Generosity of Eden couple who are wild about wildlife

Date: Monday 15th April 2019

UP to 50,000 visitors a year are expected to visit an idyllic corner of Eden, thanks to a £200,000 project which has included the formation of a new car park for Smardale Nature Reserve.

Stephen Trotter, chief executive of Cumbria Wildlife Trust, said the new car park sits in the middle of two of its nature reserves, Smardale Gill and Waitby Greenriggs, now known collectively as Smardale Nature Reserve, near Kirkby Stephen.

“We can now put visitors in the right place, not breathing down the necks of residents,” he said.

The trust has been attempting for a number of years to find a solution to the car parking problem at Smardale, which has become a real issue for local residents. It was delighted when an adjoining landowner agreed to sell his one-mile section of the former railway which links Smardale with Waitby.

Michael and Elizabeth Lamb, of Orton, were about to celebrate 60 years of marriage and they felt the money should be put towards purchasing the section of the former track rather than on a party. An oak tree, with a plaque, has been planted at the entrance to the new car park in recognition of the generous gift of the couple, who have lived in Orton since 1974.

This new section of nature reserve adds additional wildlife interest, and a new accessible walkway has been constructed along with the new car park. The walkway has been built by Appleby company Siba from recycled plastic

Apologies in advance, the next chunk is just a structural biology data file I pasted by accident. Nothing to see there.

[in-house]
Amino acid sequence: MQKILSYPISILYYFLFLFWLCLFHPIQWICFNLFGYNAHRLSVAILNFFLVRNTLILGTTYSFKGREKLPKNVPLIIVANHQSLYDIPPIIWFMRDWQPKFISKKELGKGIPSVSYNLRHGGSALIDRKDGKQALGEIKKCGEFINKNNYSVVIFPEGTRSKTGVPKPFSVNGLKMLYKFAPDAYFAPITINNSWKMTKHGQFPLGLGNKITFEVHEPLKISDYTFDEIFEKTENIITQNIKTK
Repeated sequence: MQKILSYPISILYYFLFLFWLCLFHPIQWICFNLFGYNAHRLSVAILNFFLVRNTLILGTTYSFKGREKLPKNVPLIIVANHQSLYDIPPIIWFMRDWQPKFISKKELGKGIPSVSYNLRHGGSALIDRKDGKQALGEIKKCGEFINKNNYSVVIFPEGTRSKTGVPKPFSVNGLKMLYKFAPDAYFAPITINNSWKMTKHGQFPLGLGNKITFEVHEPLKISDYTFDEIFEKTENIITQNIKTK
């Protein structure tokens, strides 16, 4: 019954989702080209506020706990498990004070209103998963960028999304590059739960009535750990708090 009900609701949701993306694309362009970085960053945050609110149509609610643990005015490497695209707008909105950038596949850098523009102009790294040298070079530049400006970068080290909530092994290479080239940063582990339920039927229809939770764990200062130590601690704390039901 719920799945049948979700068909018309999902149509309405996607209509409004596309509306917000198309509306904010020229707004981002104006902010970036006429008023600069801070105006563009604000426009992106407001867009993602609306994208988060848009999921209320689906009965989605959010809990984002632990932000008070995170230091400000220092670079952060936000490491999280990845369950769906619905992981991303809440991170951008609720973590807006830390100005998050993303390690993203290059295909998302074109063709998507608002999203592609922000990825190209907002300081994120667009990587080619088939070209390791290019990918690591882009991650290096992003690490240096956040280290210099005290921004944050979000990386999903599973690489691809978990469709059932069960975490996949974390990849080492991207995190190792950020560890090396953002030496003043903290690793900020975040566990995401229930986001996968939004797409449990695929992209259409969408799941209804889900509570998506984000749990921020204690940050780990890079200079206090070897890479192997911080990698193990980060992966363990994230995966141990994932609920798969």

material. Mrs Lamb said she was very impressed and praised Cumbria Wildlife Trust for having done a “wonderful job”.

Reserves officer Andrew Walter, who has worked for the wildlife trust for about 25 years, said the Smardale reserve was a “work in progress”. “A nature reserve is a dynamic thing, it is ever changing,” he said.

With the extension of the Westmorland Dales national park now covering the area, it is expected that more visitors will want to explore what’s on offer.

The new car park also features railway-style cabins, linking to the area’s past heritage, where visitors can find information explaining the beautiful wildlife that can be seen at the reserve, such as the unusual Scotch argus butterfly, orchids and red squirrels.

Feeding stations for red squirrels have been established, along with a rope bridge.

The new car park, walkway and information panels have been made possible by grants of up to £90,867 from the Rural Development Programme for England through Cumbria Fells and Dales, up to £15,820 from the sustainable development fund through Yorkshire Dales National Park Authority, and £8,000 from Eden Community Fund through Eden Council.

An official opening event is to be held on 30th May.